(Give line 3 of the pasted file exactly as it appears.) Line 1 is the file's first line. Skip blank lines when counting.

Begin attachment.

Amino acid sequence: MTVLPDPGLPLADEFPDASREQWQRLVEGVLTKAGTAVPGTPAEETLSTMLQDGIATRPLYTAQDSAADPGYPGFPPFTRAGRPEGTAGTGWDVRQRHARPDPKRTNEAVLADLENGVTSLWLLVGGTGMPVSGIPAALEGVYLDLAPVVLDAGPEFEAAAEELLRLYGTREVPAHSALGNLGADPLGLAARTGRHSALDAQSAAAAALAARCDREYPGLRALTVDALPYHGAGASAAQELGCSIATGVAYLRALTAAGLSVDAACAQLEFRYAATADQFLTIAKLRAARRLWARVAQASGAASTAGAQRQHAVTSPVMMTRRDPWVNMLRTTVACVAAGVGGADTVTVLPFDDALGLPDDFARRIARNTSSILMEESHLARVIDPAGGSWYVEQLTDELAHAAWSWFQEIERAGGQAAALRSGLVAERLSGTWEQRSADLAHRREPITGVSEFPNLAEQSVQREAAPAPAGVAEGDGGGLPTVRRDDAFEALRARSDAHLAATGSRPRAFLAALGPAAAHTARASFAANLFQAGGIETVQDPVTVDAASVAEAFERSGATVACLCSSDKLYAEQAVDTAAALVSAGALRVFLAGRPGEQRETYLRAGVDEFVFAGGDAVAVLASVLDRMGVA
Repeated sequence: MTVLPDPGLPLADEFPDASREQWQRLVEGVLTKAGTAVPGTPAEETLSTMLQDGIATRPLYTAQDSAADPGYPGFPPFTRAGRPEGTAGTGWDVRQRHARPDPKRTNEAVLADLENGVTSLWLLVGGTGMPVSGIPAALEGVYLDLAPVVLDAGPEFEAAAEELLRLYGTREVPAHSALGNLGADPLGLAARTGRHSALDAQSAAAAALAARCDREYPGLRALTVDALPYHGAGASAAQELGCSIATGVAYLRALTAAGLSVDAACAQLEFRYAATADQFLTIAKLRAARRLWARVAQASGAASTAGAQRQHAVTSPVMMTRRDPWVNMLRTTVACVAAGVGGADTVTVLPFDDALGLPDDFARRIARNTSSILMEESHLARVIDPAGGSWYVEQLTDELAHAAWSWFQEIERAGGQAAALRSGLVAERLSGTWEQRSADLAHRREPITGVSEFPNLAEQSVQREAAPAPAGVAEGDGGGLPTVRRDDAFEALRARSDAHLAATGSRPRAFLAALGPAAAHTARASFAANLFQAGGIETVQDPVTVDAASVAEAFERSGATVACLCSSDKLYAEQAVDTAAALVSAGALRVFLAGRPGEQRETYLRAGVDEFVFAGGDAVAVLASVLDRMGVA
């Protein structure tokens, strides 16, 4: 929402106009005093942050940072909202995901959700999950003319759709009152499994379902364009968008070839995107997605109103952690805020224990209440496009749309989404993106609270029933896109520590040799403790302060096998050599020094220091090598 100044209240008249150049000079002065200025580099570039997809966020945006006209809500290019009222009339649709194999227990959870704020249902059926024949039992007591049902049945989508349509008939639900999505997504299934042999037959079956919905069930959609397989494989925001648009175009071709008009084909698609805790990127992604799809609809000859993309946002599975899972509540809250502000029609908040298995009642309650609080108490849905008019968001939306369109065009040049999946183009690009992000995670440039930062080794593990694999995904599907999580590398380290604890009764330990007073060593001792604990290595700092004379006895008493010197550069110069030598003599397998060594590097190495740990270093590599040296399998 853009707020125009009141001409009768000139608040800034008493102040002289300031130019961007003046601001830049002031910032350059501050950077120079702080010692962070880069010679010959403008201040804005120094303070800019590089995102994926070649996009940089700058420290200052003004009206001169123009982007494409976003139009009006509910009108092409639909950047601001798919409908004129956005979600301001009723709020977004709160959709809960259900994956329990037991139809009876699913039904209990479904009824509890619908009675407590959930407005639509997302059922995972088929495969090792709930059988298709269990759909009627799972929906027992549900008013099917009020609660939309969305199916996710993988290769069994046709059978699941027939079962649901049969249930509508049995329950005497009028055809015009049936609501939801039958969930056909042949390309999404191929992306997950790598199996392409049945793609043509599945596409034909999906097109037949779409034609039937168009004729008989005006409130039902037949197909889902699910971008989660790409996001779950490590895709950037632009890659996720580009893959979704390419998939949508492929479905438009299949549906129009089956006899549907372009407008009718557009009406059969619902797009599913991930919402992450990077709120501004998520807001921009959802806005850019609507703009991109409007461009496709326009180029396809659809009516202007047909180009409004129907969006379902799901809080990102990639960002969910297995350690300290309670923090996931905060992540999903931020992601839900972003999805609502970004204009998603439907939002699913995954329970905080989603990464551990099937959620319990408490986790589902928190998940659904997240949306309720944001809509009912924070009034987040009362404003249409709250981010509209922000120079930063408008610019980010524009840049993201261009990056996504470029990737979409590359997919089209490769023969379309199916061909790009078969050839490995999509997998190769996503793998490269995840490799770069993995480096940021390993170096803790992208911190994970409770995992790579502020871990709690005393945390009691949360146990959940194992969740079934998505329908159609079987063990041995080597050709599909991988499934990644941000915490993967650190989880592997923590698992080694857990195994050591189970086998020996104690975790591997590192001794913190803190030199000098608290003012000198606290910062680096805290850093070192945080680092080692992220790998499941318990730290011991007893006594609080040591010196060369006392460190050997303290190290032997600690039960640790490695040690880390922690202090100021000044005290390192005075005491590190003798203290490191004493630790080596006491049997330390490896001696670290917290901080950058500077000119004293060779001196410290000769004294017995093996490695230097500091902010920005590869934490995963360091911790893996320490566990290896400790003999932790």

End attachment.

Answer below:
């Protein structure tokens, strides 16, 4: 929402106009005093942050940072909202995901959700999950003319759709009152499994379902364009968008070839995107997605109103952690805020224990209440496009749309989404993106609270029933896109520590040799403790302060096998050599020094220091090598 100044209240008249150049000079002065200025580099570039997809966020945006006209809500290019009222009339649709194999227990959870704020249902059926024949039992007591049902049945989508349509008939639900999505997504299934042999037959079956919905069930959609397989494989925001648009175009071709008009084909698609805790990127992604799809609809000859993309946002599975899972509540809250502000029609908040298995009642309650609080108490849905008019968001939306369109065009040049999946183009690009992000995670440039930062080794593990694999995904599907999580590398380290604890009764330990007073060593001792604990290595700092004379006895008493010197550069110069030598003599397998060594590097190495740990270093590599040296399998 853009707020125009009141001409009768000139608040800034008493102040002289300031130019961007003046601001830049002031910032350059501050950077120079702080010692962070880069010679010959403008201040804005120094303070800019590089995102994926070649996009940089700058420290200052003004009206001169123009982007494409976003139009009006509910009108092409639909950047601001798919409908004129956005979600301001009723709020977004709160959709809960259900994956329990037991139809009876699913039904209990479904009824509890619908009675407590959930407005639509997302059922995972088929495969090792709930059988298709269990759909009627799972929906027992549900008013099917009020609660939309969305199916996710993988290769069994046709059978699941027939079962649901049969249930509508049995329950005497009028055809015009049936609501939801039958969930056909042949390309999404191929992306997950790598199996392409049945793609043509599945596409034909999906097109037949779409034609039937168009004729008989005006409130039902037949197909889902699910971008989660790409996001779950490590895709950037632009890659996720580009893959979704390419998939949508492929479905438009299949549906129009089956006899549907372009407008009718557009009406059969619902797009599913991930919402992450990077709120501004998520807001921009959802806005850019609507703009991109409007461009496709326009180029396809659809009516202007047909180009409004129907969006379902799901809080990102990639960002969910297995350690300290309670923090996931905060992540999903931020992601839900972003999805609502970004204009998603439907939002699913995954329970905080989603990464551990099937959620319990408490986790589902928190998940659904997240949306309720944001809509009912924070009034987040009362404003249409709250981010509209922000120079930063408008610019980010524009840049993201261009990056996504470029990737979409590359997919089209490769023969379309199916061909790009078969050839490995999509997998190769996503793998490269995840490799770069993995480096940021390993170096803790992208911190994970409770995992790579502020871990709690005393945390009691949360146990959940194992969740079934998505329908159609079987063990041995080597050709599909991988499934990644941000915490993967650190989880592997923590698992080694857990195994050591189970086998020996104690975790591997590192001794913190803190030199000098608290003012000198606290910062680096805290850093070192945080680092080692992220790998499941318990730290011991007893006594609080040591010196060369006392460190050997303290190290032997600690039960640790490695040690880390922690202090100021000044005290390192005075005491590190003798203290490191004493630790080596006491049997330390490896001696670290917290901080950058500077000119004293060779001196410290000769004294017995093996490695230097500091902010920005590869934490995963360091911790893996320490566990290896400790003999932790």